Arthur Miller, winner of many literary and dramatic awards, is an incredibly influential force in American drama. His plays deal with issues common to every society. He makes the audience face fault, weakness, and ignorance; subjects we would typical
hide from. At the same time he emphasizes strength, human spirit, and familial love.
Alice Griffin believes that Miller's plays are important internationally (xii). He belongs to an international theater rather than a regional theater (Heilman 170).
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Arsonist, and the Troubled Agent. Seattle: University of Washington Press, 1973.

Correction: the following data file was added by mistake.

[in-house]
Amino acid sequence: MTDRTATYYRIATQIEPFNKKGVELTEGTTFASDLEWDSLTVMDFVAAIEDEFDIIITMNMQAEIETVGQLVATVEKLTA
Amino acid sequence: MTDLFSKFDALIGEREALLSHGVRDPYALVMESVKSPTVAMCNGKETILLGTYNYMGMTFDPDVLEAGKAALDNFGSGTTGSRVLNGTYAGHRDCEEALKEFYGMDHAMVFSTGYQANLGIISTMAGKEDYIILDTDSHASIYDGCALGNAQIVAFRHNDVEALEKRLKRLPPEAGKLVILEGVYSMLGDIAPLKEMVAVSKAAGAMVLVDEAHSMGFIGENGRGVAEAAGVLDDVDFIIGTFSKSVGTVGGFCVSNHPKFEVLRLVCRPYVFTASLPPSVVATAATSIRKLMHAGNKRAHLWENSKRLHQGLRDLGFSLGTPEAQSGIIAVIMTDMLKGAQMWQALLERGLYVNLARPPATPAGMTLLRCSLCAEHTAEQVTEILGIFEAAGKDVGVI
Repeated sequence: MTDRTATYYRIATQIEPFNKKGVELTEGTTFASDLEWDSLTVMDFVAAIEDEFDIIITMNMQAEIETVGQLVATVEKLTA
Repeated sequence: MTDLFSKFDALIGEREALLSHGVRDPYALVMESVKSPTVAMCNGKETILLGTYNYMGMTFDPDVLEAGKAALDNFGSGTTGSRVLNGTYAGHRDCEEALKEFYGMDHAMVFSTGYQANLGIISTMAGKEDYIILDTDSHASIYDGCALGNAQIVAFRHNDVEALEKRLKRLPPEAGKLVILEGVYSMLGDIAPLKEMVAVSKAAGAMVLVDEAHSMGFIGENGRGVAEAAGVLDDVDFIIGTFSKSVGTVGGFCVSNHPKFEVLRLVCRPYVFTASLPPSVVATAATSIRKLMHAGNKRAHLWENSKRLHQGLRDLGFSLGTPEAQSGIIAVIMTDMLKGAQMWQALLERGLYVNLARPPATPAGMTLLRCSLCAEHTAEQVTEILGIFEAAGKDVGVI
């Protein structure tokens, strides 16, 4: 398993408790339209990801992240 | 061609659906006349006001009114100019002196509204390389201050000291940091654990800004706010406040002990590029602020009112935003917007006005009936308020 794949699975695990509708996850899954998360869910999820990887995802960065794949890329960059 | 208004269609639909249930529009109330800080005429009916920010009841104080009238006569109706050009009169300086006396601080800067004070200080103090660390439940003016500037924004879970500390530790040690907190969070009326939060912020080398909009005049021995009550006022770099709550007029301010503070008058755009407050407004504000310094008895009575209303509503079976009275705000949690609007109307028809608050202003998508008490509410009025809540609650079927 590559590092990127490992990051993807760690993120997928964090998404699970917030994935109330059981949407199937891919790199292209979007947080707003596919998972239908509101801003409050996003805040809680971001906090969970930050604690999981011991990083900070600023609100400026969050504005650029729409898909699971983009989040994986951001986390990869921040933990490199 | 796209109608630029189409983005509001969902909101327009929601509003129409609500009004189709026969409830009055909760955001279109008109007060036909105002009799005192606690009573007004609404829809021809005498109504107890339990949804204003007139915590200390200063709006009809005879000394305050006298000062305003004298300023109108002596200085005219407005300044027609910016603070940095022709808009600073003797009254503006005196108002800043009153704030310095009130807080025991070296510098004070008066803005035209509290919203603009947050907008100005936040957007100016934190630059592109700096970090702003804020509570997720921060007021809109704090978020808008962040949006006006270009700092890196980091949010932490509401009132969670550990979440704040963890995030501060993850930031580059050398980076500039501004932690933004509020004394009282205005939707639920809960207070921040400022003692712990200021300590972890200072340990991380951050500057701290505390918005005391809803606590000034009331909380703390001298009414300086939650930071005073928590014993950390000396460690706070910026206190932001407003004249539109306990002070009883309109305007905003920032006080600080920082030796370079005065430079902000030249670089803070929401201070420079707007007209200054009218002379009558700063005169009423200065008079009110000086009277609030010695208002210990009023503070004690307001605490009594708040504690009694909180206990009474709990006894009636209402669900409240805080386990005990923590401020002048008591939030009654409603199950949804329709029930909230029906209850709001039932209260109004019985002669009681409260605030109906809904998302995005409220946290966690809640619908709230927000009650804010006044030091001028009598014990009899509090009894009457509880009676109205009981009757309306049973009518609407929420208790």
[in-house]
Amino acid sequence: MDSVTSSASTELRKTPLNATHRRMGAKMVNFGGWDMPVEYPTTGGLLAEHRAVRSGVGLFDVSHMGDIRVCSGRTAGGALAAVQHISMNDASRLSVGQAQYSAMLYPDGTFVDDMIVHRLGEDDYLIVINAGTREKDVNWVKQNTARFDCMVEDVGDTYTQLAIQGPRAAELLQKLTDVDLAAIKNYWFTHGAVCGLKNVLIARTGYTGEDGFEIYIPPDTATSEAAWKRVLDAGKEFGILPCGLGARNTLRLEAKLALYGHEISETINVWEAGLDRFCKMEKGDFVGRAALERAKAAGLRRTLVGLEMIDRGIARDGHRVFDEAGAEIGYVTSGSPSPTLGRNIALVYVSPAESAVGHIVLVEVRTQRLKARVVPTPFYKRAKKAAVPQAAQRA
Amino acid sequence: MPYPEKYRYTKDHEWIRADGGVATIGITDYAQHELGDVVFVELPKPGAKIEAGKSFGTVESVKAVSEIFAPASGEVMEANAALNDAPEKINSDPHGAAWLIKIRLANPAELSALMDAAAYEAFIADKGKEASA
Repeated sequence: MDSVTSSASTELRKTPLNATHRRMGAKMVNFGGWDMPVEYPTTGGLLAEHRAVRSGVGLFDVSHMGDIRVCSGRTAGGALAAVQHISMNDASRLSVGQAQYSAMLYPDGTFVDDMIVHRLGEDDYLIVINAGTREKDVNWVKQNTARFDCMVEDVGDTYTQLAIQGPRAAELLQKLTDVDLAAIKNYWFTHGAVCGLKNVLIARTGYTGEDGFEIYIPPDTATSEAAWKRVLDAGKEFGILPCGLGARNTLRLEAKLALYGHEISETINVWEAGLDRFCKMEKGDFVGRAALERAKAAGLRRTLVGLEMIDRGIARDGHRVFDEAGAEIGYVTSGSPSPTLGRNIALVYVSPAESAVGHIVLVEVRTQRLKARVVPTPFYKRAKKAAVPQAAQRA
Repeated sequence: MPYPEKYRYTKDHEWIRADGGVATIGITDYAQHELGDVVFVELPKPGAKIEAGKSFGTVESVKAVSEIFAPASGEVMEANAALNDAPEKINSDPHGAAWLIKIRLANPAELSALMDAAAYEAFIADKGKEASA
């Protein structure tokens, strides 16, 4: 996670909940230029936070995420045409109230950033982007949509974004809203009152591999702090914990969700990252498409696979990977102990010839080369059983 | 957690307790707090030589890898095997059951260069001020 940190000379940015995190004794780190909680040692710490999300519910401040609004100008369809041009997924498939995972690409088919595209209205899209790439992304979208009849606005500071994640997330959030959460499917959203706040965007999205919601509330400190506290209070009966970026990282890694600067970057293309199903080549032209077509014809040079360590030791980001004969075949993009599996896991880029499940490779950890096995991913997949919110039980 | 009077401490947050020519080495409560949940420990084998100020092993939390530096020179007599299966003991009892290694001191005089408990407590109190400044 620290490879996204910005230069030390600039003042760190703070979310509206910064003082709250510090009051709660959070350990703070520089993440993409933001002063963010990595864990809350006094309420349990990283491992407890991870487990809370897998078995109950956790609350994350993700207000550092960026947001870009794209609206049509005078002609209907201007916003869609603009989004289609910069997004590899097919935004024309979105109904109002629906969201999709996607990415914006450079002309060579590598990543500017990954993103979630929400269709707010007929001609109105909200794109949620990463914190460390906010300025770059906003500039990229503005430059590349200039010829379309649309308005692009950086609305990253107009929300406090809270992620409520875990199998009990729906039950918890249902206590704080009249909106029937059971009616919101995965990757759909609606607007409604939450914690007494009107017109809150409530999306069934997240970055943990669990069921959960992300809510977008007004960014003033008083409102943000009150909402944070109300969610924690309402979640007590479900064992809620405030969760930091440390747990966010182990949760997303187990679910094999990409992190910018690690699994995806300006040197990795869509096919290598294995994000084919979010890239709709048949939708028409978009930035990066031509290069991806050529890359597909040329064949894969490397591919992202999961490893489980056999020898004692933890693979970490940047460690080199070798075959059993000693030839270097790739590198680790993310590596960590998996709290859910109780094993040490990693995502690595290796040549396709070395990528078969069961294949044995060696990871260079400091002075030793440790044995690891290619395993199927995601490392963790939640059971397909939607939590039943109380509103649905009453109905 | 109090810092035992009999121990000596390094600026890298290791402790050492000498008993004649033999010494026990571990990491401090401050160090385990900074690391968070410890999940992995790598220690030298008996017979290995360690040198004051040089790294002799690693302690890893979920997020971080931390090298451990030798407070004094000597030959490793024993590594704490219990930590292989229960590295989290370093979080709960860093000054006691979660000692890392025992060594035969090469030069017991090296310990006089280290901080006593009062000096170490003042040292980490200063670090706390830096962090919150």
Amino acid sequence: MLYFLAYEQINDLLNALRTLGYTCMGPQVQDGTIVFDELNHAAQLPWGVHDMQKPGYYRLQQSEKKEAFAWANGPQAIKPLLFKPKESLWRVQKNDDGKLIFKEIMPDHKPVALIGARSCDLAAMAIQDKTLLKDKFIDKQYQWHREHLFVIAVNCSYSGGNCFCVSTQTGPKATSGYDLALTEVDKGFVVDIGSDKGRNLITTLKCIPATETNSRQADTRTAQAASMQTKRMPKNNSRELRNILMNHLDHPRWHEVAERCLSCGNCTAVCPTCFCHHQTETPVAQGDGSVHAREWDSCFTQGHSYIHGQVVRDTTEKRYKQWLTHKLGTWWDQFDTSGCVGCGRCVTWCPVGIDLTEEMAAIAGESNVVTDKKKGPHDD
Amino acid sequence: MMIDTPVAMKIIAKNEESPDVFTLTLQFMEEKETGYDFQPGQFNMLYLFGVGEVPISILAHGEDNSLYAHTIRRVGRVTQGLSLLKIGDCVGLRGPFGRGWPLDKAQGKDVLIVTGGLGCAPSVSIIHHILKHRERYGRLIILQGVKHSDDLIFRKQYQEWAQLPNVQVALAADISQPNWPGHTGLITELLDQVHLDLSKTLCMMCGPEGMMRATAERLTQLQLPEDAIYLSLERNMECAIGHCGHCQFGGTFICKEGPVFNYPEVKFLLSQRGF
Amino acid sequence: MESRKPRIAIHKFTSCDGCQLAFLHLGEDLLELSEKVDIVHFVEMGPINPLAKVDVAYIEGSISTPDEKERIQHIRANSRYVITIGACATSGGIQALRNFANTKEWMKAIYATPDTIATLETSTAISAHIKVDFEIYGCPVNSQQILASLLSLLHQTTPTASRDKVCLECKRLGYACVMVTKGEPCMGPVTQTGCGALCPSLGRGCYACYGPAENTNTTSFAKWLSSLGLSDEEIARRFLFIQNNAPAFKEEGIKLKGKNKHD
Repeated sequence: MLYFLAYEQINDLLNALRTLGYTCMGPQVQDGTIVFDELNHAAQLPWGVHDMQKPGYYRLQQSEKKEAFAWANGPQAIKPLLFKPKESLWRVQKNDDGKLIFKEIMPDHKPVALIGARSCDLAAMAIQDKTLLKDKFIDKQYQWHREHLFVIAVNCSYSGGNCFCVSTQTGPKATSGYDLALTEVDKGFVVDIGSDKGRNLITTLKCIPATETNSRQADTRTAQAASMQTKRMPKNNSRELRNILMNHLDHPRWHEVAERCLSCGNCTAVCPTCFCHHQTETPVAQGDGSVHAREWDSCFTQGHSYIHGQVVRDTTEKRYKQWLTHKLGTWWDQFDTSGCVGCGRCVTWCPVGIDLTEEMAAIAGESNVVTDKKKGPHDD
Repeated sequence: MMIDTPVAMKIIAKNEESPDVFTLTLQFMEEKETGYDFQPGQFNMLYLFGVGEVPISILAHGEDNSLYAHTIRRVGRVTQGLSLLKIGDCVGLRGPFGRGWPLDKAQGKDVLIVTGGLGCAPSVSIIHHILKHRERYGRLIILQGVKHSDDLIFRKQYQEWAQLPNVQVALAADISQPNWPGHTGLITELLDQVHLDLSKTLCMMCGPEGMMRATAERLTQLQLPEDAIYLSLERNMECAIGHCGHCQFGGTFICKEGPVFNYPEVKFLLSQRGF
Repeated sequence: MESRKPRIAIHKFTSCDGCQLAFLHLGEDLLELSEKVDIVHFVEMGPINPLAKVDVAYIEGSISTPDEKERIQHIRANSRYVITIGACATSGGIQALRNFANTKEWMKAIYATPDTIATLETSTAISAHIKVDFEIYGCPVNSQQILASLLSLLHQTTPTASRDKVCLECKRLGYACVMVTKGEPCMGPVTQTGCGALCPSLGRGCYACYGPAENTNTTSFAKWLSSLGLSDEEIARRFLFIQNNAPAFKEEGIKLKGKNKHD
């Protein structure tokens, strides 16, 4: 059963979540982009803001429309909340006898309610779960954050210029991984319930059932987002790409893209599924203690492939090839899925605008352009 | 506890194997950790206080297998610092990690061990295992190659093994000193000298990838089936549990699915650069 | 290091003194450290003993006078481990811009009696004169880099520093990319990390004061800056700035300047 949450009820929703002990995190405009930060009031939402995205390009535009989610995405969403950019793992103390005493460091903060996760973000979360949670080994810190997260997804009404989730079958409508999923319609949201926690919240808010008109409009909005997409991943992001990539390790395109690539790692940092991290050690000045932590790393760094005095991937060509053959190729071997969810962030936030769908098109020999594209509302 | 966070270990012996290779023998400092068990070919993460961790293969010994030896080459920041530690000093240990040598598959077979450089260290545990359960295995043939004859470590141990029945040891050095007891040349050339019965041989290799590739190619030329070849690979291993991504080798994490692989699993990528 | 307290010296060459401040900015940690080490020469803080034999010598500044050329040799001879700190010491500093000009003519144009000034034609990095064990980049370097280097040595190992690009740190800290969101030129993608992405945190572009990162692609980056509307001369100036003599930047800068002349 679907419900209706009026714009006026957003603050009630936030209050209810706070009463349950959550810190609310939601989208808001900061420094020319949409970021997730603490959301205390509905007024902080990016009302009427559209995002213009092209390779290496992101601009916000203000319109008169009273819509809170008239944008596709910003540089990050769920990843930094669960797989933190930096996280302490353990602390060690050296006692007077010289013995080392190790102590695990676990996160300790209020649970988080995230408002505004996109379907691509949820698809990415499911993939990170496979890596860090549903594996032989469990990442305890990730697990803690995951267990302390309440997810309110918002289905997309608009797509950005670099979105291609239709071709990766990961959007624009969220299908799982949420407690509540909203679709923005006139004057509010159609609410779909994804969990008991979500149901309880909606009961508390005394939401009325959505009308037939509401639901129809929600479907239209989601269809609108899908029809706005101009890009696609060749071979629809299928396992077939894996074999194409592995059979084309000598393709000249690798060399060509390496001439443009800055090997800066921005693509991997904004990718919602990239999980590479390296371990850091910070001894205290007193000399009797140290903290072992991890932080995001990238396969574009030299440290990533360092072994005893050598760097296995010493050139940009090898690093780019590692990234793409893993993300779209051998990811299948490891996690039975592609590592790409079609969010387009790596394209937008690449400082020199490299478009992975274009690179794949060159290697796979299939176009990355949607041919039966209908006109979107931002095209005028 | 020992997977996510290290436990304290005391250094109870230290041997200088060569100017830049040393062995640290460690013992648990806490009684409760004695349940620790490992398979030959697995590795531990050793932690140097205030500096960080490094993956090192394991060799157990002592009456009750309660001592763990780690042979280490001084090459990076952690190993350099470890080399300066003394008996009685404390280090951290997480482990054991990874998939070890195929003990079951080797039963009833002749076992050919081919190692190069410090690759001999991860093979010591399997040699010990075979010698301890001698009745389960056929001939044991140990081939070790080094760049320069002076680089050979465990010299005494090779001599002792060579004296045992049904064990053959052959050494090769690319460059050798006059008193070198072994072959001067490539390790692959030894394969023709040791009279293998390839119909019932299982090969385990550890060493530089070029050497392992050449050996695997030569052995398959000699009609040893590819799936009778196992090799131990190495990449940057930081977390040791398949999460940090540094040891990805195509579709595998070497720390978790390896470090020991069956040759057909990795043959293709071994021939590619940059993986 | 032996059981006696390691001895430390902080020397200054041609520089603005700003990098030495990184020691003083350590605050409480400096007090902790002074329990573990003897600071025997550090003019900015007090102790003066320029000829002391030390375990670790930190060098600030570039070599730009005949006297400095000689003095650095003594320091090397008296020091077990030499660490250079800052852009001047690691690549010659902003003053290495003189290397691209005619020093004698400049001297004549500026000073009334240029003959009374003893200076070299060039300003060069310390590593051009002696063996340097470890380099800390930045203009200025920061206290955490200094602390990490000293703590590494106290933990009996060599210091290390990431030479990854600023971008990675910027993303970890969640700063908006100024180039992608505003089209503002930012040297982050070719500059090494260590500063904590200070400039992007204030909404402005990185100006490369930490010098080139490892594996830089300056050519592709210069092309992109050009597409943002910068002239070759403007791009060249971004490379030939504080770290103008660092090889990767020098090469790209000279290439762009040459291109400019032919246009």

Levin, Richard. Tragedy: Plays, Theory, and Criticism. New York: Harcourt, Brace & World, Inc., 1960.
Miller, Arthur. The Crucible. New York: Bantam Books, 1959.
Morath, Inge. Salesman in Beijing. New York: The Viking Press, 1983.
Nicoll, Allardyc. World Drama. London: George G. Harrap & Co. Ltd., 1976.
Popkin, Henry (ed.). European Theories of the Drama. New York: Crown Publishers, Inc., 1969.
Weales, Gerald (ed.). Death of a Salesman. New York: Penguin Books, 1977.